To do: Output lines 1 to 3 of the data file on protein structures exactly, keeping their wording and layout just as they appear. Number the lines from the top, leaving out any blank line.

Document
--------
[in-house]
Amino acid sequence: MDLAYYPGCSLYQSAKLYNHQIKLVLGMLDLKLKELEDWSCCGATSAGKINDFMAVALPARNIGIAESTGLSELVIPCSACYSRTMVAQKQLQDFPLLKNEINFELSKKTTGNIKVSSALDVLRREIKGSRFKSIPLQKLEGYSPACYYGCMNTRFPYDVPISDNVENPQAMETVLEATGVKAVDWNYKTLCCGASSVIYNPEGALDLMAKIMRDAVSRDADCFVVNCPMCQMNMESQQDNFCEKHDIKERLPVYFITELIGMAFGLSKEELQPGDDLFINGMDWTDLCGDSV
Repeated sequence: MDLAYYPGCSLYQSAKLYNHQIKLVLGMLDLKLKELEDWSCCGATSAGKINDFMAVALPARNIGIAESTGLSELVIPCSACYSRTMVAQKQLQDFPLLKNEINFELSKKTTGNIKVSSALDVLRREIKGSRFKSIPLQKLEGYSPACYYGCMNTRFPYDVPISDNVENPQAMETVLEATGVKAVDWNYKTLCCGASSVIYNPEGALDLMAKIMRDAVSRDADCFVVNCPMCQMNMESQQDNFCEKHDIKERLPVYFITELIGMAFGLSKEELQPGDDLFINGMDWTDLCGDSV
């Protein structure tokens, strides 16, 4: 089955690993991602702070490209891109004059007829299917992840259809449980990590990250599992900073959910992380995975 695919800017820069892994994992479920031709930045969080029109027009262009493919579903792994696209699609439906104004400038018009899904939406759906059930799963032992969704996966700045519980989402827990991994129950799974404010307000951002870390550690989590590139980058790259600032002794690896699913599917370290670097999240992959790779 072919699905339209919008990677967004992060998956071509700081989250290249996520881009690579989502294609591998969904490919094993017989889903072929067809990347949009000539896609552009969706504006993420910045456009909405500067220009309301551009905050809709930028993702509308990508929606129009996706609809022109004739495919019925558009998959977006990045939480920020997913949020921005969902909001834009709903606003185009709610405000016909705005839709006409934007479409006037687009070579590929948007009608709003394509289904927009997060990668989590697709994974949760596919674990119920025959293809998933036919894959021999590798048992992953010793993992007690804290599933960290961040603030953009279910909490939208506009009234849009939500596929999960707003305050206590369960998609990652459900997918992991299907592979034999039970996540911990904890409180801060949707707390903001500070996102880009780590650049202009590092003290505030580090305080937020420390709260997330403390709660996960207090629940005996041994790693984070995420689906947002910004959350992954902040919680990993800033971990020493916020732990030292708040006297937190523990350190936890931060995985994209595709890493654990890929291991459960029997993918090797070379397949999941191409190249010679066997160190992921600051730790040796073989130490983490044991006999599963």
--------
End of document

[in-house]
Amino acid sequence: MDLAYYPGCSLYQSAKLYNHQIKLVLGMLDLKLKELEDWSCCGATSAGKINDFMAVALPARNIGIAESTGLSELVIPCSACYSRTMVAQKQLQDFPLLKNEINFELSKKTTGNIKVSSALDVLRREIKGSRFKSIPLQKLEGYSPACYYGCMNTRFPYDVPISDNVENPQAMETVLEATGVKAVDWNYKTLCCGASSVIYNPEGALDLMAKIMRDAVSRDADCFVVNCPMCQMNMESQQDNFCEKHDIKERLPVYFITELIGMAFGLSKEELQPGDDLFINGMDWTDLCGDSV
Repeated sequence: MDLAYYPGCSLYQSAKLYNHQIKLVLGMLDLKLKELEDWSCCGATSAGKINDFMAVALPARNIGIAESTGLSELVIPCSACYSRTMVAQKQLQDFPLLKNEINFELSKKTTGNIKVSSALDVLRREIKGSRFKSIPLQKLEGYSPACYYGCMNTRFPYDVPISDNVENPQAMETVLEATGVKAVDWNYKTLCCGASSVIYNPEGALDLMAKIMRDAVSRDADCFVVNCPMCQMNMESQQDNFCEKHDIKERLPVYFITELIGMAFGLSKEELQPGDDLFINGMDWTDLCGDSV